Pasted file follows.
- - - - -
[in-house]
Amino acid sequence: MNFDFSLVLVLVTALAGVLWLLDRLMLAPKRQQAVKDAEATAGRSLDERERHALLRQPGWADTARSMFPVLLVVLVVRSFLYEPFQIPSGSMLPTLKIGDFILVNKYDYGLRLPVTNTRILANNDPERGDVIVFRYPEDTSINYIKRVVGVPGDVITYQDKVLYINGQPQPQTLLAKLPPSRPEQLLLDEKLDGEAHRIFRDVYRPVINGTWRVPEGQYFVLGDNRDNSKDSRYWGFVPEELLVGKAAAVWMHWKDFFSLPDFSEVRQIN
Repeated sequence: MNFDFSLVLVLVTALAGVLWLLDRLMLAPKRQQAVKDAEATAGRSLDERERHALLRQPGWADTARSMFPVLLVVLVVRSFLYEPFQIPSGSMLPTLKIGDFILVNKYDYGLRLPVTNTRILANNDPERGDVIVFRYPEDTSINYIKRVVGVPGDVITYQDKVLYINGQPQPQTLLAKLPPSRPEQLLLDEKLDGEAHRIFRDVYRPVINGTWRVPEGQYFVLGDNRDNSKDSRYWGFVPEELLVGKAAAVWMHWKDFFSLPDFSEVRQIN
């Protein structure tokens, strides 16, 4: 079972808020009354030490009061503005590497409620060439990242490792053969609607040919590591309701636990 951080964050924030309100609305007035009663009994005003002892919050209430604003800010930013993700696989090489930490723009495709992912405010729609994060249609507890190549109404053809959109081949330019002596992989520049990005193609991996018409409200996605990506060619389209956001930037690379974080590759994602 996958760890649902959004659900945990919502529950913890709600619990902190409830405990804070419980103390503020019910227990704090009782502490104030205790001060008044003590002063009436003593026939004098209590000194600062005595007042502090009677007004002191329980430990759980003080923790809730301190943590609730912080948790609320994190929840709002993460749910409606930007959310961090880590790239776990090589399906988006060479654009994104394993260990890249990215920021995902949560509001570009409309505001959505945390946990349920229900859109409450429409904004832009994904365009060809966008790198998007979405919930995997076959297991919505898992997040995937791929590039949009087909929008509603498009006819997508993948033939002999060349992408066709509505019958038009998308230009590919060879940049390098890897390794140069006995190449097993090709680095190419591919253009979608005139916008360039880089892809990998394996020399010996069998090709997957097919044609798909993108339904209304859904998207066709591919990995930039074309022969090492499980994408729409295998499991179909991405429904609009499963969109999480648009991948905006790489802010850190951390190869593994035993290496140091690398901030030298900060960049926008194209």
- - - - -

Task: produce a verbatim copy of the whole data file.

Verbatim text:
[in-house]
Amino acid sequence: MNFDFSLVLVLVTALAGVLWLLDRLMLAPKRQQAVKDAEATAGRSLDERERHALLRQPGWADTARSMFPVLLVVLVVRSFLYEPFQIPSGSMLPTLKIGDFILVNKYDYGLRLPVTNTRILANNDPERGDVIVFRYPEDTSINYIKRVVGVPGDVITYQDKVLYINGQPQPQTLLAKLPPSRPEQLLLDEKLDGEAHRIFRDVYRPVINGTWRVPEGQYFVLGDNRDNSKDSRYWGFVPEELLVGKAAAVWMHWKDFFSLPDFSEVRQIN
Repeated sequence: MNFDFSLVLVLVTALAGVLWLLDRLMLAPKRQQAVKDAEATAGRSLDERERHALLRQPGWADTARSMFPVLLVVLVVRSFLYEPFQIPSGSMLPTLKIGDFILVNKYDYGLRLPVTNTRILANNDPERGDVIVFRYPEDTSINYIKRVVGVPGDVITYQDKVLYINGQPQPQTLLAKLPPSRPEQLLLDEKLDGEAHRIFRDVYRPVINGTWRVPEGQYFVLGDNRDNSKDSRYWGFVPEELLVGKAAAVWMHWKDFFSLPDFSEVRQIN
């Protein structure tokens, strides 16, 4: 079972808020009354030490009061503005590497409620060439990242490792053969609607040919590591309701636990 951080964050924030309100609305007035009663009994005003002892919050209430604003800010930013993700696989090489930490723009495709992912405010729609994060249609507890190549109404053809959109081949330019002596992989520049990005193609991996018409409200996605990506060619389209956001930037690379974080590759994602 996958760890649902959004659900945990919502529950913890709600619990902190409830405990804070419980103390503020019910227990704090009782502490104030205790001060008044003590002063009436003593026939004098209590000194600062005595007042502090009677007004002191329980430990759980003080923790809730301190943590609730912080948790609320994190929840709002993460749910409606930007959310961090880590790239776990090589399906988006060479654009994104394993260990890249990215920021995902949560509001570009409309505001959505945390946990349920229900859109409450429409904004832009994904365009060809966008790198998007979405919930995997076959297991919505898992997040995937791929590039949009087909929008509603498009006819997508993948033939002999060349992408066709509505019958038009998308230009590919060879940049390098890897390794140069006995190449097993090709680095190419591919253009979608005139916008360039880089892809990998394996020399010996069998090709997957097919044609798909993108339904209304859904998207066709591919990995930039074309022969090492499980994408729409295998499991179909991405429904609009499963969109999480648009991948905006790489802010850190951390190869593994035993290496140091690398901030030298900060960049926008194209």